Monthly Archives: March 2016

French Film Screenings…

It has been a busy end to the term! Once Easter is over, we’ll be straight into our examining and strategic planning phase. The post-Easter meetings are already stacking up, as are the research deadlines… but before then, there’s time to reflect on last week’s AHRC-supported free film screenings which took place as part of the University of Birmingham Arts and Science Festival.

These events were free and arose from partnerships between the Modern Languages Department at the University of Birmingham and local arts and cultural organisations.

The events are led by my colleague Dr Claire Peters, a Teaching Fellow in French and Francophone Studies, who was awarded funding from the AHRC Cultural Engagement fund to carry them out. Claire recently completed an AHRC thesis on Francophone Postcolonial culture.

I’m her mentor, which is a very worthwhile experience for me and allows me to share lessons learned from my own public engagement events in the UK, metropolitan France and Martinique.

My AHRC Midlands3Cities PhD student Antonia Wimbush is also part of the team as an assistant at the events, as part of her own training in public engagement.

The screening of Sugar Cane Alley / Rue Cases-Nègres [dir. Euzhan Palcy, 1983] took place on Wednesday 16th March 2016 at 4-6.30pm MAC Birmingham. We knew that the afternoon timeslot might be tough, but as this event is part of a wider University of Birmingham Arts and Science Festival, we had limited choice over the timing. That said, being part of the Festival was a wonderful opportunity, and ensured that the event was widely publicised.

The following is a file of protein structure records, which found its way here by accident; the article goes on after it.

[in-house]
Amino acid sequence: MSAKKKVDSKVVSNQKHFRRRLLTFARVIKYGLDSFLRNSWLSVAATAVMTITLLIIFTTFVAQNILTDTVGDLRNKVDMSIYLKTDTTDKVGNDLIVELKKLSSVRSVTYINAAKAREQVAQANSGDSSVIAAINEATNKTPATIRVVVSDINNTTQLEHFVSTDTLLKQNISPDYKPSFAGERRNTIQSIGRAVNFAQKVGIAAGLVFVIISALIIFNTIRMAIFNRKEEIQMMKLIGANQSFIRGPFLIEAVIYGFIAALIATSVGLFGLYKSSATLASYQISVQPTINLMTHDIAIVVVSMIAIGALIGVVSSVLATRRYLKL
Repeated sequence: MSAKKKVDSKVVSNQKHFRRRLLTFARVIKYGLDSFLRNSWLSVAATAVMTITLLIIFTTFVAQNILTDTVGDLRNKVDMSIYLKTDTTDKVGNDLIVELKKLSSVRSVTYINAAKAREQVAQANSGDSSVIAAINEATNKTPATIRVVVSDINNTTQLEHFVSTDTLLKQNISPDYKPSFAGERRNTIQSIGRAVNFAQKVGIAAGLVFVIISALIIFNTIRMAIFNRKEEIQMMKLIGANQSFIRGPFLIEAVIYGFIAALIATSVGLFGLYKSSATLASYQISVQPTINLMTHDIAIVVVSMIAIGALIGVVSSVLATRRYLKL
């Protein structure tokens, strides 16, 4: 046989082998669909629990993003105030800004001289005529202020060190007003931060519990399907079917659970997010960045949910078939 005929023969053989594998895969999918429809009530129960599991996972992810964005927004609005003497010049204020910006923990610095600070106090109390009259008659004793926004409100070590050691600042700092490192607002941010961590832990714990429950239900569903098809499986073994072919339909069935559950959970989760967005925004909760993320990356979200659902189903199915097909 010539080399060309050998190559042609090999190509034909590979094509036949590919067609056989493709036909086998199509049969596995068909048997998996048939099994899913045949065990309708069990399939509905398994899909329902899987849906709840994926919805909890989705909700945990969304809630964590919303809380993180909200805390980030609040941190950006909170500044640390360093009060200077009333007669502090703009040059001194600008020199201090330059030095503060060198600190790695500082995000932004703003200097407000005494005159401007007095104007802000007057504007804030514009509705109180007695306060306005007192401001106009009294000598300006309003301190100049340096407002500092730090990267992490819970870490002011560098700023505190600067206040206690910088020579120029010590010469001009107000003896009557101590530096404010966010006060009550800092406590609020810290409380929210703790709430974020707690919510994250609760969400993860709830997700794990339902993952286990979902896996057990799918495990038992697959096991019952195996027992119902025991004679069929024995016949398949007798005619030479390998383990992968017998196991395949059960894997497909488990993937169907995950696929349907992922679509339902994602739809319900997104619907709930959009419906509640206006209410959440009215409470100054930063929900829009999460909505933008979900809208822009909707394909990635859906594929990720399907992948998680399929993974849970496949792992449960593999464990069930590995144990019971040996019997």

01 Antonia intro Sugar Cane Alley

Antonia did a great job of introducing the film (see photo above!), and afterwards Claire hosted a Q&A session with me on my own research into Zobel. I was delighted to have so many brilliant questions from the public, which included questions on adapting the novel into a film, Palcy’s career, Zobel’s wider works (and whether there were other film adaptations… not yet…!), the influence of Fanon and wider influences such as Negritude and the Harlem Renaissance. Our colleagues at the MAC had to politely but firmly eject us from the room at the end, as the next screening was due to begin!

The following night, Thursday 17th March 2016 from 7pm-9.30pm,  Claire gave a fantastic introduction to the film Black Skin, White Mask [dir. Isaac Julien, 1996] at The Drum. The film was followed by a lively comments session with the public audience, which gave rise to some excellent reflections on issues such as race, gender, identity, intersectionality and Negritude.03 drum audience

 

The overall feedback tells us that for many people in Birmingham, this was their first encounter with the French Caribbean, and that there is a real appetite for more Francophone events like this… so (shameless plug!) watch this space for the third screening in the series, which will take place in the cinema at The Mockingbird Theatre and Bar… more details to follow after Easter!

Free Francophone film screenings in Bham

This is a guest post by Dr Claire Peters, one of my colleagues at the University of Birmingham
Two FREE AHRC Francophone film events in Birmingham next week!